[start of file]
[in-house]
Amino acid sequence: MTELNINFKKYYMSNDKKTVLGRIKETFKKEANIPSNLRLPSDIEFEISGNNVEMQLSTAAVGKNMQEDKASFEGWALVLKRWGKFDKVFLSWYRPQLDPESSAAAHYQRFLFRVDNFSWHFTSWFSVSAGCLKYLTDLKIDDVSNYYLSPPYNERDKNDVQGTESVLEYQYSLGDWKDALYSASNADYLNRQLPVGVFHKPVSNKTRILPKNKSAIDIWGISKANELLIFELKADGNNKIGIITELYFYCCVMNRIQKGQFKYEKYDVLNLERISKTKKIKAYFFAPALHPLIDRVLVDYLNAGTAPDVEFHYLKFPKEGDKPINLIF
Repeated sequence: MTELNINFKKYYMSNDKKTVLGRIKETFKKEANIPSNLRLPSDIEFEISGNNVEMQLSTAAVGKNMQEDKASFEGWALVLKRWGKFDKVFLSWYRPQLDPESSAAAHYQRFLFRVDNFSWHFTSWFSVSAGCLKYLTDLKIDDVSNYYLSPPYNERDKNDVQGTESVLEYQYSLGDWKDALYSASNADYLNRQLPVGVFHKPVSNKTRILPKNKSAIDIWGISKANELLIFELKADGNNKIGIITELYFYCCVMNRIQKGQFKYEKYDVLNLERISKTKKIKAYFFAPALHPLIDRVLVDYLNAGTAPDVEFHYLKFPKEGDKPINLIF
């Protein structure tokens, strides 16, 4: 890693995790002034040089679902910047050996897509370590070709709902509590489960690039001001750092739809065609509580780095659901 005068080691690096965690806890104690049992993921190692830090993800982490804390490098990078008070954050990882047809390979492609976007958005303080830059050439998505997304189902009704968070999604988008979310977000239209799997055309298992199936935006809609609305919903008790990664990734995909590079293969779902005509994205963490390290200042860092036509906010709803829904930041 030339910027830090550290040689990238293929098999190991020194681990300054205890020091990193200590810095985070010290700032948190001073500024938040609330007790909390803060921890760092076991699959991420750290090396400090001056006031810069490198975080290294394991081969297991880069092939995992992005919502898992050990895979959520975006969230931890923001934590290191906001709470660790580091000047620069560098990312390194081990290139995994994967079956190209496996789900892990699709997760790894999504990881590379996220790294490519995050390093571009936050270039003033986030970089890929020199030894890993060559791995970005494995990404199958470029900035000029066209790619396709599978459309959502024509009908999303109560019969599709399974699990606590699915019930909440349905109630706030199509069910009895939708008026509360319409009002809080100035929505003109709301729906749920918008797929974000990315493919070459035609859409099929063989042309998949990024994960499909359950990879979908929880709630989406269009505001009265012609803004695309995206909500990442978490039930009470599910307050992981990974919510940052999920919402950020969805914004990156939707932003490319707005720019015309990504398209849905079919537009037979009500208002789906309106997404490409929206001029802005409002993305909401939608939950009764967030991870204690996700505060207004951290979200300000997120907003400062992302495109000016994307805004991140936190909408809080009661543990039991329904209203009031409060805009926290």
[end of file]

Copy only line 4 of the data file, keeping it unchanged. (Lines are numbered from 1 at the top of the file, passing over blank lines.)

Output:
């Protein structure tokens, strides 16, 4: 890693995790002034040089679902910047050996897509370590070709709902509590489960690039001001750092739809065609509580780095659901 005068080691690096965690806890104690049992993921190692830090993800982490804390490098990078008070954050990882047809390979492609976007958005303080830059050439998505997304189902009704968070999604988008979310977000239209799997055309298992199936935006809609609305919903008790990664990734995909590079293969779902005509994205963490390290200042860092036509906010709803829904930041 030339910027830090550290040689990238293929098999190991020194681990300054205890020091990193200590810095985070010290700032948190001073500024938040609330007790909390803060921890760092076991699959991420750290090396400090001056006031810069490198975080290294394991081969297991880069092939995992992005919502898992050990895979959520975006969230931890923001934590290191906001709470660790580091000047620069560098990312390194081990290139995994994967079956190209496996789900892990699709997760790894999504990881590379996220790294490519995050390093571009936050270039003033986030970089890929020199030894890993060559791995970005494995990404199958470029900035000029066209790619396709599978459309959502024509009908999303109560019969599709399974699990606590699915019930909440349905109630706030199509069910009895939708008026509360319409009002809080100035929505003109709301729906749920918008797929974000990315493919070459035609859409099929063989042309998949990024994960499909359950990879979908929880709630989406269009505001009265012609803004695309995206909500990442978490039930009470599910307050992981990974919510940052999920919402950020969805914004990156939707932003490319707005720019015309990504398209849905079919537009037979009500208002789906309106997404490409929206001029802005409002993305909401939608939950009764967030991870204690996700505060207004951290979200300000997120907003400062992302495109000016994307805004991140936190909408809080009661543990039991329904209203009031409060805009926290």